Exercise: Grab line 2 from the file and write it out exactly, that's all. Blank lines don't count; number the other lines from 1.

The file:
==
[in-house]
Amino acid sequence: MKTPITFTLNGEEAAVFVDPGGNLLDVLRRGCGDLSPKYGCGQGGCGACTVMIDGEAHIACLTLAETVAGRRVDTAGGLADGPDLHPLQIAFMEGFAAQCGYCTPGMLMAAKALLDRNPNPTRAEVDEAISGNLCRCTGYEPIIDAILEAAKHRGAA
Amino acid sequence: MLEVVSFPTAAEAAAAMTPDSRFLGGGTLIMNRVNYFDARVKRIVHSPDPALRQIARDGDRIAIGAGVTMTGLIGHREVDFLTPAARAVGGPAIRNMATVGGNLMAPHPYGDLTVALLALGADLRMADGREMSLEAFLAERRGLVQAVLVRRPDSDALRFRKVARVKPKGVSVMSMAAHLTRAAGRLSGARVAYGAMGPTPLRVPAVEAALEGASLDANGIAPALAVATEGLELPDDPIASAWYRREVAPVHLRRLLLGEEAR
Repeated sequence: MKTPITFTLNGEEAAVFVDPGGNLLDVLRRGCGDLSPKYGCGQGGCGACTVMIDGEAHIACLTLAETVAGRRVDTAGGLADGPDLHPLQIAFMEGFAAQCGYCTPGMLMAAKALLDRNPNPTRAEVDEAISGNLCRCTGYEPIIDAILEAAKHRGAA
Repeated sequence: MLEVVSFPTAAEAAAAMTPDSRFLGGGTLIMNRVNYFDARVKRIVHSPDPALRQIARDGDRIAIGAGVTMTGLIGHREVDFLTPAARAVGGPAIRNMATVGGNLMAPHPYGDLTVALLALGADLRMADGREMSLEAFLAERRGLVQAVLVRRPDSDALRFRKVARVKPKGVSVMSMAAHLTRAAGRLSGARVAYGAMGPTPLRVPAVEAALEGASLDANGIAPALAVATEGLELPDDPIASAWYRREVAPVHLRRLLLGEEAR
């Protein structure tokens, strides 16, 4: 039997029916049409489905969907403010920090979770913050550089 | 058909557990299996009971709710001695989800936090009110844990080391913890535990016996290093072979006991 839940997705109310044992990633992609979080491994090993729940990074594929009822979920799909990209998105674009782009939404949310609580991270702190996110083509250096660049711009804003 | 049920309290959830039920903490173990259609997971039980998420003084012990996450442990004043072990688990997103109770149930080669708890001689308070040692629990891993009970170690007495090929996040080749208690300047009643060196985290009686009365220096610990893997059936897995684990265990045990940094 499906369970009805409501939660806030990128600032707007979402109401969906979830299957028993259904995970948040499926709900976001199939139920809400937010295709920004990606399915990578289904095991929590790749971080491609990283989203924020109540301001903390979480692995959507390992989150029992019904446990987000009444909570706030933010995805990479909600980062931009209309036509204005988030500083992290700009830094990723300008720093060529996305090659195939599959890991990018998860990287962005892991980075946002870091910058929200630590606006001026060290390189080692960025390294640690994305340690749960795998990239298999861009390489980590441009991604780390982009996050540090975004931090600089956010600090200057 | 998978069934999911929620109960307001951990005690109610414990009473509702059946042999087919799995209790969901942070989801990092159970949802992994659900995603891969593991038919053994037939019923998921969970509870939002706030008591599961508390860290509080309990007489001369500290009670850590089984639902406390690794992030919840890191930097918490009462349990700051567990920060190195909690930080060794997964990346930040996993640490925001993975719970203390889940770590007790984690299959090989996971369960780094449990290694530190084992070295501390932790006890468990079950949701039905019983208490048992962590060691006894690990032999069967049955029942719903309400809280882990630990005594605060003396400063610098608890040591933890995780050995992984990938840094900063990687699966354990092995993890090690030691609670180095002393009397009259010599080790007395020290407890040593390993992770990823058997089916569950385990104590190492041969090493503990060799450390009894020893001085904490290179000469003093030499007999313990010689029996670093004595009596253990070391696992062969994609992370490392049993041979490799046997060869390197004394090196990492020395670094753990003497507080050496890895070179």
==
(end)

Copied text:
Amino acid sequence: MKTPITFTLNGEEAAVFVDPGGNLLDVLRRGCGDLSPKYGCGQGGCGACTVMIDGEAHIACLTLAETVAGRRVDTAGGLADGPDLHPLQIAFMEGFAAQCGYCTPGMLMAAKALLDRNPNPTRAEVDEAISGNLCRCTGYEPIIDAILEAAKHRGAA